Socialist Republic it is useless. Those who rely upon the general
strike as _the_ means for the realisation of Social-Democracy are like
the ancient Gauls, of whom it is said that they shook all States and
founded none."


Sporadic and Lightning Strikes Anti-Social and Anti-Socialist.

What applied to the strike movement of 1911 applies with even greater
force to the present strike ebullitions, in which the presence of
Russian Bolsheviks is to be noted. This is all in accordance with the
Bolshevist plan of "world revolution" for which roubles are being
plentifully furnished, mainly through agents in Sweden. The prevailing
idea is to pull down bourgeois society, no matter what the
consequences. If conditions generally in the countries of Europe under
capitalism to-day were like what they were here a century ago, coupled
with an absolute monarchical tyranny such as that which existed until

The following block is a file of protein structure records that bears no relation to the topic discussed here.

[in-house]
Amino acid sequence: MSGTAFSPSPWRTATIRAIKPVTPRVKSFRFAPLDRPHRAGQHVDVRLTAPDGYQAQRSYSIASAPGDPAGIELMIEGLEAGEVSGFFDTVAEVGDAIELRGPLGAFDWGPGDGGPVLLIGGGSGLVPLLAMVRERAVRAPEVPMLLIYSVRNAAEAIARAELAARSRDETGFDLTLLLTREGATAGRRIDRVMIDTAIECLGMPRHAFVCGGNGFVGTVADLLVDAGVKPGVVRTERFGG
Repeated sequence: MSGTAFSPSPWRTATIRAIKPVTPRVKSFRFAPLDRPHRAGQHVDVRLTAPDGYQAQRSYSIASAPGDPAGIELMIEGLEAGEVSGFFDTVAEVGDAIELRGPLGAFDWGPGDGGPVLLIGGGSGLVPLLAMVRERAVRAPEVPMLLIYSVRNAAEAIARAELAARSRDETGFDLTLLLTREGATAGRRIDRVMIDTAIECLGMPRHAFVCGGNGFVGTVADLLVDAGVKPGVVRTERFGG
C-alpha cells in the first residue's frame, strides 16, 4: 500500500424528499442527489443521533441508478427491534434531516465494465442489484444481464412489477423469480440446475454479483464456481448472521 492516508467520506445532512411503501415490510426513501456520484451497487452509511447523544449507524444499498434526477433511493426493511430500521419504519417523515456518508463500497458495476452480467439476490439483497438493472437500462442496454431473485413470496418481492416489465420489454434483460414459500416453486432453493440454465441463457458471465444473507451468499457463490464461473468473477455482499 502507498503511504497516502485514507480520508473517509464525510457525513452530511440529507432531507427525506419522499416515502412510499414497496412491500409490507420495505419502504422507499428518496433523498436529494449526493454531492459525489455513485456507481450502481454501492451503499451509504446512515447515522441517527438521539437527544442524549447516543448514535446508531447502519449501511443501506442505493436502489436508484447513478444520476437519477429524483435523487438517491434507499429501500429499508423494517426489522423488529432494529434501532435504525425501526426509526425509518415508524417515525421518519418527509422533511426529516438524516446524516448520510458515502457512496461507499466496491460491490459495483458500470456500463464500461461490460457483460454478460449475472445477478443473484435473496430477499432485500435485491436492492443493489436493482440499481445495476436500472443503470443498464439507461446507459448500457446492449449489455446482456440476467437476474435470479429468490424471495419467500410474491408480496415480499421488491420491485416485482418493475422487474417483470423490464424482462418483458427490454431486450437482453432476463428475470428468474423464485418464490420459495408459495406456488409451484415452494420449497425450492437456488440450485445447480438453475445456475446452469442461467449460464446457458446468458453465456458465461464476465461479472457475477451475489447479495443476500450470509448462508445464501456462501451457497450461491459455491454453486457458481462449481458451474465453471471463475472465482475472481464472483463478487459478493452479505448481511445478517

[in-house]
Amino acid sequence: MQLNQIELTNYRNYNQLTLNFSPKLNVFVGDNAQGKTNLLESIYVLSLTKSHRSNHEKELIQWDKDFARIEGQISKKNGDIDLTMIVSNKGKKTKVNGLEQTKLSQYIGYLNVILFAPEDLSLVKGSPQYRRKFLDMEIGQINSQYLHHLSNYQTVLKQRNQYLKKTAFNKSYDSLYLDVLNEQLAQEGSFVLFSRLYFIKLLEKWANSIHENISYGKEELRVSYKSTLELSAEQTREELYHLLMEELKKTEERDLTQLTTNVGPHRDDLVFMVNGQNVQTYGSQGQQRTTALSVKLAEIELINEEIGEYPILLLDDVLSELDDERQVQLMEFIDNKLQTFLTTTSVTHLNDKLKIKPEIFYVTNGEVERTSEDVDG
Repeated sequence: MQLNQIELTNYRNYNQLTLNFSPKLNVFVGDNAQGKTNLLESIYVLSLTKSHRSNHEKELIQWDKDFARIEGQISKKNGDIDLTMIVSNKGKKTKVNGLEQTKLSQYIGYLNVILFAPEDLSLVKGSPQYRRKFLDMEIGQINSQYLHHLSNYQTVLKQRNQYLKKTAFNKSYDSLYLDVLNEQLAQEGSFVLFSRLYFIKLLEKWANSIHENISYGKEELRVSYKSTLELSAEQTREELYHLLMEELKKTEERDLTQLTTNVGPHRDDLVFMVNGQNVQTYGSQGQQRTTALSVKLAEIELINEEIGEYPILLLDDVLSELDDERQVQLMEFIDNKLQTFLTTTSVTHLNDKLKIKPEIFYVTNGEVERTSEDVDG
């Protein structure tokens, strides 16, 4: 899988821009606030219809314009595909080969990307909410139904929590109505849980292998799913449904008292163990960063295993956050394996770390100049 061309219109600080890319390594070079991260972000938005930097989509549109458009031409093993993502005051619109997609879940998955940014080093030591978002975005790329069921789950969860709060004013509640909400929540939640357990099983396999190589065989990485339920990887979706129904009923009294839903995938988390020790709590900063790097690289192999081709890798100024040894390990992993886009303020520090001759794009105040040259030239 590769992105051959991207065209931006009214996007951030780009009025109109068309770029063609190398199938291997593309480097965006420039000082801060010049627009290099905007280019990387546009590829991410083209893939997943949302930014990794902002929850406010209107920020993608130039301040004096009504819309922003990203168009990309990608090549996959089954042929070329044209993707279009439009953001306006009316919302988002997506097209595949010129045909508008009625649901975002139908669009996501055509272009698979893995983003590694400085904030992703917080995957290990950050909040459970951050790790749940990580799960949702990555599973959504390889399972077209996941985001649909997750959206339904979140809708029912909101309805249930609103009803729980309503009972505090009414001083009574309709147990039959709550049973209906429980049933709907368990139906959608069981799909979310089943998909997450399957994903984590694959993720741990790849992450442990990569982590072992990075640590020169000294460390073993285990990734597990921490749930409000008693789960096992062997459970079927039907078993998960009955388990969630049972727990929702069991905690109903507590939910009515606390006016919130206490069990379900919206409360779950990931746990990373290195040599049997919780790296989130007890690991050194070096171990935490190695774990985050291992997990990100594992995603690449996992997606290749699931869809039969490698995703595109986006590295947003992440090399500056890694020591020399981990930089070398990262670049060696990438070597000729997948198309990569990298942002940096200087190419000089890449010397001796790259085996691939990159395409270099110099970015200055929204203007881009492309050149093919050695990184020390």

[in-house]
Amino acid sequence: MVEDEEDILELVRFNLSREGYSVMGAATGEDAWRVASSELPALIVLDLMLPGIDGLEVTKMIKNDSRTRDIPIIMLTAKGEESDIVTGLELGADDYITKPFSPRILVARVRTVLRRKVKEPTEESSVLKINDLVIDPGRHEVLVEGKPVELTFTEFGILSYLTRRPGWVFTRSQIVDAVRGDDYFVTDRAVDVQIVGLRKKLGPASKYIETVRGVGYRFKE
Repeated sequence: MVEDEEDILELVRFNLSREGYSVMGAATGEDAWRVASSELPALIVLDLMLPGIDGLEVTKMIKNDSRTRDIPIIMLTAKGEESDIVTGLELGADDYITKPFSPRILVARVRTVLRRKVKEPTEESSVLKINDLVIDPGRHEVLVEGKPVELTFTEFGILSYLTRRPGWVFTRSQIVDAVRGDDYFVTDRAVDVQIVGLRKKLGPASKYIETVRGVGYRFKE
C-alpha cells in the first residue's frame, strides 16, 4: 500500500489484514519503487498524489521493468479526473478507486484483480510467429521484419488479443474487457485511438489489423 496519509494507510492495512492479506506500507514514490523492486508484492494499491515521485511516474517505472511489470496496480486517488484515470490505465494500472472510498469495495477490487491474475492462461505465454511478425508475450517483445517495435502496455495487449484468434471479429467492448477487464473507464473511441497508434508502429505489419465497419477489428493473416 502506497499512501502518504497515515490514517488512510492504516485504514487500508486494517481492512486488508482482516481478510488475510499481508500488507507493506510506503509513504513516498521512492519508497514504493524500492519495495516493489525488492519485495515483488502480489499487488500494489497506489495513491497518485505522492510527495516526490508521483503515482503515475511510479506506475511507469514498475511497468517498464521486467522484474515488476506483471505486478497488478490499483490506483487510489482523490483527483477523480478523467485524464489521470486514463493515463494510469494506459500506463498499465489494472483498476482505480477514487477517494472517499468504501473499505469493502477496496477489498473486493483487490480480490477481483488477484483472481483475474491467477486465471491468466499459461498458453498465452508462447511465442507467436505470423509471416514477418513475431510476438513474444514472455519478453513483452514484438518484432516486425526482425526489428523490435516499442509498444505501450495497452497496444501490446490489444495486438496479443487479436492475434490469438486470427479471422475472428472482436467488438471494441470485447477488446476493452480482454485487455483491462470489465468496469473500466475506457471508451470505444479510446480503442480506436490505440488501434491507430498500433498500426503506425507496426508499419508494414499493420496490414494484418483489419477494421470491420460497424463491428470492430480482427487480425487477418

recently in Russia, then there might be something to be said for the
destruction of bourgeois society by any means that would bring it
down. Nothing under such conditions could be worse for the mass of the
people. But with the destruction of the State in these islands would
go the trade unions built up by years of solid labour and sacrifice,
the co-operative societies, just now beginning to take a wider outlook
on things than mere "divi." hunting, and the democratic political
institutions of which the people can make far more use than they do
when they choose to exercise their intelligence and bestir their
energies. Then the increasingly complicated nature of production,
distribution and exchange has also to be considered. A piece of grit
will often throw elaborate and delicate machinery out of gear, but we
do not regard it as a revolutionary agent on that account. The control
of a few engineering workshops by shop stewards, puffed out with
vanity and a "little brief authority," will not provide the food
necessary to feed the people of these islands. We have, too, an